I love maps.
One of the reasons I love fantasy novels so much is because nearly all of them have some sort of map.
Whether I’m writing a fantasy novel, a historical fiction novel, a mystery/thriller or even some shoot-em-up, I always try to create some kind of map to give myself more than just my mind’s eye’s a picture of the world I’m writing, and often creating from scratch.
Here’s a map I just made recently, after hitting 25,000 words, for my latest fantasy novel, The Hirelings.
How? Well, I have something to look at. Before I wasn’t quite sure where the town was in relation to the mountain I was writing about. I knew I wanted some forests, but I didn’t know where they’d be either.
Now I have something that makes a great reference and which I can just insert right into MS Word and look at while I type, like I’m doing right now. If you’d like to read more about Fantasy Maps check out this article from last summer.
And don’t think you need to be writing a fantasy novel to do this. Here’s a simple map of 1970s Hong Kong that I found and used for Tarot Card Killer, as well as another map that I made using Google Maps to help me figure out where all the bodies would be.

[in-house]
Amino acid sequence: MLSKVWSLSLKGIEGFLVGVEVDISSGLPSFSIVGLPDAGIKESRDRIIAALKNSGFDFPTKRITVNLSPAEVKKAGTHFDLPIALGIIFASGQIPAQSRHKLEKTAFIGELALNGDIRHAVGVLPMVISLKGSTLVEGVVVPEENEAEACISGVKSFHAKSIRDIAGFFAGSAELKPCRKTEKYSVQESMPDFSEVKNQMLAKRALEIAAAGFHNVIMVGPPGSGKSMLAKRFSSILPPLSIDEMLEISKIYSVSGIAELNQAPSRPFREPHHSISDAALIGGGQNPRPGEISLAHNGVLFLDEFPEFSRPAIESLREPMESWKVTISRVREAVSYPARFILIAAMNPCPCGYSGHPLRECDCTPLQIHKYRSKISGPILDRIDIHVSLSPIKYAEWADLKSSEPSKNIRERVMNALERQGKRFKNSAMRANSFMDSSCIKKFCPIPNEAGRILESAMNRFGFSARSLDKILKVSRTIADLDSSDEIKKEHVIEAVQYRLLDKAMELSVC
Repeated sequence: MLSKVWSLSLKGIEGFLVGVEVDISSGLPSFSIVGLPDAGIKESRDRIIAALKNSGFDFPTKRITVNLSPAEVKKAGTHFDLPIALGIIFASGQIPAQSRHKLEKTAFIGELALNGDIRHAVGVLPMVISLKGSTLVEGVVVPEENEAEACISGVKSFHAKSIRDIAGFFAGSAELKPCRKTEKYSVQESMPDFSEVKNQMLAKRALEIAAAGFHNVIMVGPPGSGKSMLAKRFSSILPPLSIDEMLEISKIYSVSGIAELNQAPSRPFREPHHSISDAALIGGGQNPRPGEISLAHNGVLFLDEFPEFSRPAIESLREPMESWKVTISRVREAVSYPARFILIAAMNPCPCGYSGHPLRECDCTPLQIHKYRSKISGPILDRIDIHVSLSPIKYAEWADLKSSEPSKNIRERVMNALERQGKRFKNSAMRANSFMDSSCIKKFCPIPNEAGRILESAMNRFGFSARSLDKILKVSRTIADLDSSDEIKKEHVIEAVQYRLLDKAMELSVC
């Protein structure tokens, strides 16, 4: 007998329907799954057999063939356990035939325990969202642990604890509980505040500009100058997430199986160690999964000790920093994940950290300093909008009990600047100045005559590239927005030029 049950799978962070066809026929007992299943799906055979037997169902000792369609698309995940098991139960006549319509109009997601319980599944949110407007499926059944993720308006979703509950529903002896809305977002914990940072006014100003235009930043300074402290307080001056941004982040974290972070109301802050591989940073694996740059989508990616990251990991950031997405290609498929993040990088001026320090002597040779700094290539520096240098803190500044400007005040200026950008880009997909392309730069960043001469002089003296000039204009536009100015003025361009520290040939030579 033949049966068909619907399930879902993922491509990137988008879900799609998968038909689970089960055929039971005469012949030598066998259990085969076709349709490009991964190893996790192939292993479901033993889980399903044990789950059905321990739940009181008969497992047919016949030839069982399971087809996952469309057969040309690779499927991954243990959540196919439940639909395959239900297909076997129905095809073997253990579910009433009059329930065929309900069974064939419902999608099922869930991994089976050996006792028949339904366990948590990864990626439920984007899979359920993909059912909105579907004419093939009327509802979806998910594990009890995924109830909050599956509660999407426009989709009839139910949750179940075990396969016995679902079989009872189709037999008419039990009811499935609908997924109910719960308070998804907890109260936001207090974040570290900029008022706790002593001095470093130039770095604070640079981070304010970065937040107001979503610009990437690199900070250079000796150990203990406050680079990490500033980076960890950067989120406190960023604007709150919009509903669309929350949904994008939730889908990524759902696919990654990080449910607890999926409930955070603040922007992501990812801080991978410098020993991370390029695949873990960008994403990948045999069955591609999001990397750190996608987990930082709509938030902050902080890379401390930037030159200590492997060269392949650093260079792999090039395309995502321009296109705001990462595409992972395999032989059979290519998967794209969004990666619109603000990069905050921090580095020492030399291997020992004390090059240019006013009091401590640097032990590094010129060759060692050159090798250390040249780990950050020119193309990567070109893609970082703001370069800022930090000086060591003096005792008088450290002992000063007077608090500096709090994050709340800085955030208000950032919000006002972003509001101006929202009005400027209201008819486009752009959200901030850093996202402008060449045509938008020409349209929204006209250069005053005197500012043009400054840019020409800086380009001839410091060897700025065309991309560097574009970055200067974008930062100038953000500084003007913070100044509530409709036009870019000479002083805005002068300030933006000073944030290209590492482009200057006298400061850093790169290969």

I have several other examples of this, but I think you get the idea. I really think you should use Google Maps for Fiction Writing if you’re writing about places that exist now, and I’m a firm believer in making crappy MS paint maps to help you along if you’re creating your own world.
Here’s another map that I got from Wikipedia months ago when I first started working on my John Colter novel:
The point is, sometimes a simple map or picture is all you need to get going when you’re stuck.
Using Images to Write Your Novel
But how about actual buildings as well? Consider using Google Maps at a street-level view. I did this while writing Tarot Card Killer and it helped me a lot with the foot chase sequences. Here’s what I did.